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  • Austin James Jackson

What to Look For When Purchasing a Tripod for Landscape Photography

death valley tripod
I hung my backpack from the bottom of my tripod to increase stability on a windy day in Death Valley National Park

If you don't use a tripod when you're shooting landscape photos, you should be! If nothing else, you should at least be carrying one with you on your photography outings. I find myself using a tripod for almost all of my photos, and I consider it a vital tool to my success.

This week's post is going to outline why you should be carrying a tripod with you when you're out shooting, as well as how to pick one out! I've also included a 15% off code from my friends at Slik Tripods.

Why Should You Carry a Tripod?

A tripod is necessary for longer exposures. As a general rule of thumb, always use a tripod whenever your focal length is higher than the length of your shutter speed. For example, if you're shooting at 200mm, your shutter speed should be at least 1/200 second if you aren't using a tripod. When shooting wide angles, I would never recommend going lower than 1/30 second without using a tripod. Depending on how steady you can hold the camera, and if your camera or lens has image stabilization, you may need to adjust, but this is a good rule to follow if you are unsure.

Early Morning/Late Evening/After Dark

Early in the morning or later at night, you may not be able to speed up the shutter speed without raising the ISO, which is rarely the ideal circumstance. If you have a tripod with you, you don't need to worry about the shutter speed (unless something in your frame is moving), so you can leave the ISO low, slow down the shutter speed, and use your tripod.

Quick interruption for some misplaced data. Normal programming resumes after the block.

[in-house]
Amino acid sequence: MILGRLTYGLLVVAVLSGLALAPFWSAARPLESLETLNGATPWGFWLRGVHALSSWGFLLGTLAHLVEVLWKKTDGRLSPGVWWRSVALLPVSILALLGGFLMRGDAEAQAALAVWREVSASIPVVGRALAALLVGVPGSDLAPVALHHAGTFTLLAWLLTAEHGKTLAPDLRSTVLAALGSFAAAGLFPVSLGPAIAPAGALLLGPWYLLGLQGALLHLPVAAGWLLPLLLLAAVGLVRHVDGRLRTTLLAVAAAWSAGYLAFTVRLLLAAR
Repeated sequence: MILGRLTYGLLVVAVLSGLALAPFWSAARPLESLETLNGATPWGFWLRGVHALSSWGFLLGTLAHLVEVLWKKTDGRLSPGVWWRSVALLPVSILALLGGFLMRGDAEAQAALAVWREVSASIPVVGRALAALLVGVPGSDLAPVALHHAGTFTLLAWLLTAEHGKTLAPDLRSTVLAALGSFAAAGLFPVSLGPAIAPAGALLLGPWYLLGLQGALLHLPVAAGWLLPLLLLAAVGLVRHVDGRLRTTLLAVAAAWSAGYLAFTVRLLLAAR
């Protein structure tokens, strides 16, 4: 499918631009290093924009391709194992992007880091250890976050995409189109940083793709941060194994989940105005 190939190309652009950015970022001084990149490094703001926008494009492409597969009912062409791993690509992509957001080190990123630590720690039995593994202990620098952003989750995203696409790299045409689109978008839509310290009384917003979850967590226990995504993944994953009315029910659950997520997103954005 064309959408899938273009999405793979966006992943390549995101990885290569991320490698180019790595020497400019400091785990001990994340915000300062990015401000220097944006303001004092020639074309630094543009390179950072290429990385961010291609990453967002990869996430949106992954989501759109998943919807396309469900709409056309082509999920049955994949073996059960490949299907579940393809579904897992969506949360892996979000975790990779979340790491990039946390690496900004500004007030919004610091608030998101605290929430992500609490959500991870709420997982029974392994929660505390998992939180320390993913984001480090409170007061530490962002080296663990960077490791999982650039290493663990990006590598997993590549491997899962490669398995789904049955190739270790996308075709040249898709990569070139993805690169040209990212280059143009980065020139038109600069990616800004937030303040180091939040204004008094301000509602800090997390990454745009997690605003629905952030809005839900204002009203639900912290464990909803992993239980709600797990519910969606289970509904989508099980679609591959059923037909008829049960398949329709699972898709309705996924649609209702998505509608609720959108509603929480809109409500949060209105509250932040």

For night photography, a tripod is essential as your exposures will likely be 10+ seconds long.

foggy trees with a reflection, taken with a tripod
A longer exposure was required to shoot this photo in the early morning, so I used a tripod rather than increasing my ISO.


If you happen to be traveling to a waterfall, you will most certainly want a tripod to capture long exposures. Most waterfall photographers like to use shutter speeds between 1/2 of a second all the way to 30 seconds in order to capture the smooth nature of the flowing water. If you want to capture this feeling, you'll need to carry a tripod.

Proxy Falls long exposure with tripod
A tripod is critical if you want to take long exposures of waterfalls, like this one from Central Oregon.

Focus Stacking/HDR

A tripod is necessary if you plan to shoot a scene where you need to take multiple exposures that you will blend later. Using a tripod allows you to keep the scene exactly the same, which will save you time later when you go to blend multiple exposures.

Mt. Hood sunset with purple flowers.
I had to use a tripod in order to focus stack this image. I had to take separate exposures for the mid ground, foreground, and background in order to get everything in focus.

Picking Out the Right Tripod

There are hundreds, if not thousands of different tripods out there. Selecting the right one can be incredibly hard if you don't know what to look for. Despite all tripods having 3 legs, they are not all made equal. It's important to consider many different factors, which I'll outline below.